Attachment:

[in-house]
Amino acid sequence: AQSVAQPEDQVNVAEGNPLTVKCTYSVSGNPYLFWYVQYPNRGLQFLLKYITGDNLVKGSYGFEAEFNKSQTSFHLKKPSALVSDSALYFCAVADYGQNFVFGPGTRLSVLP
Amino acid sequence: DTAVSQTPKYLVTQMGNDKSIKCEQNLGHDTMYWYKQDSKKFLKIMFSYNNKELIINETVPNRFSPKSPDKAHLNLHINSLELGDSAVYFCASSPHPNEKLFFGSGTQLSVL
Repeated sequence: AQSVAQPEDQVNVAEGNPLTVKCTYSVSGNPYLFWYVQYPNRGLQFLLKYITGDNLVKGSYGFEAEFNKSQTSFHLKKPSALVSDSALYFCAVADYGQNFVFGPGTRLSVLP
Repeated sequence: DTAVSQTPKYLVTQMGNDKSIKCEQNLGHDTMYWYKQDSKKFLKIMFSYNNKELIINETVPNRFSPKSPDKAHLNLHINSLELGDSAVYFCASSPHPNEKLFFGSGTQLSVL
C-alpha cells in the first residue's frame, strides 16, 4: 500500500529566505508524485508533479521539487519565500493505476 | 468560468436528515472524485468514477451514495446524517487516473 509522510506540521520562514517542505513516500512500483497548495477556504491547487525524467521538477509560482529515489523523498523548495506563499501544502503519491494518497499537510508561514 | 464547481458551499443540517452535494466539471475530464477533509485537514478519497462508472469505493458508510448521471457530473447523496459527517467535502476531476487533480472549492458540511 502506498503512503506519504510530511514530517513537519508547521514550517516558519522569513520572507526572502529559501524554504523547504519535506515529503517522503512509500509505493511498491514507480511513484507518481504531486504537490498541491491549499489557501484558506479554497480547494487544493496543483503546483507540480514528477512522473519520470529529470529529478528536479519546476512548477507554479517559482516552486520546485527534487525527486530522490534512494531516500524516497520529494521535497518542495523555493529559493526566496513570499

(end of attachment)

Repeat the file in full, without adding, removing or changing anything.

[in-house]
Amino acid sequence: AQSVAQPEDQVNVAEGNPLTVKCTYSVSGNPYLFWYVQYPNRGLQFLLKYITGDNLVKGSYGFEAEFNKSQTSFHLKKPSALVSDSALYFCAVADYGQNFVFGPGTRLSVLP
Amino acid sequence: DTAVSQTPKYLVTQMGNDKSIKCEQNLGHDTMYWYKQDSKKFLKIMFSYNNKELIINETVPNRFSPKSPDKAHLNLHINSLELGDSAVYFCASSPHPNEKLFFGSGTQLSVL
Repeated sequence: AQSVAQPEDQVNVAEGNPLTVKCTYSVSGNPYLFWYVQYPNRGLQFLLKYITGDNLVKGSYGFEAEFNKSQTSFHLKKPSALVSDSALYFCAVADYGQNFVFGPGTRLSVLP
Repeated sequence: DTAVSQTPKYLVTQMGNDKSIKCEQNLGHDTMYWYKQDSKKFLKIMFSYNNKELIINETVPNRFSPKSPDKAHLNLHINSLELGDSAVYFCASSPHPNEKLFFGSGTQLSVL
C-alpha cells in the first residue's frame, strides 16, 4: 500500500529566505508524485508533479521539487519565500493505476 | 468560468436528515472524485468514477451514495446524517487516473 509522510506540521520562514517542505513516500512500483497548495477556504491547487525524467521538477509560482529515489523523498523548495506563499501544502503519491494518497499537510508561514 | 464547481458551499443540517452535494466539471475530464477533509485537514478519497462508472469505493458508510448521471457530473447523496459527517467535502476531476487533480472549492458540511 502506498503512503506519504510530511514530517513537519508547521514550517516558519522569513520572507526572502529559501524554504523547504519535506515529503517522503512509500509505493511498491514507480511513484507518481504531486504537490498541491491549499489557501484558506479554497480547494487544493496543483503546483507540480514528477512522473519520470529529470529529478528536479519546476512548477507554479517559482516552486520546485527534487525527486530522490534512494531516500524516497520529494521535497518542495523555493529559493526566496513570499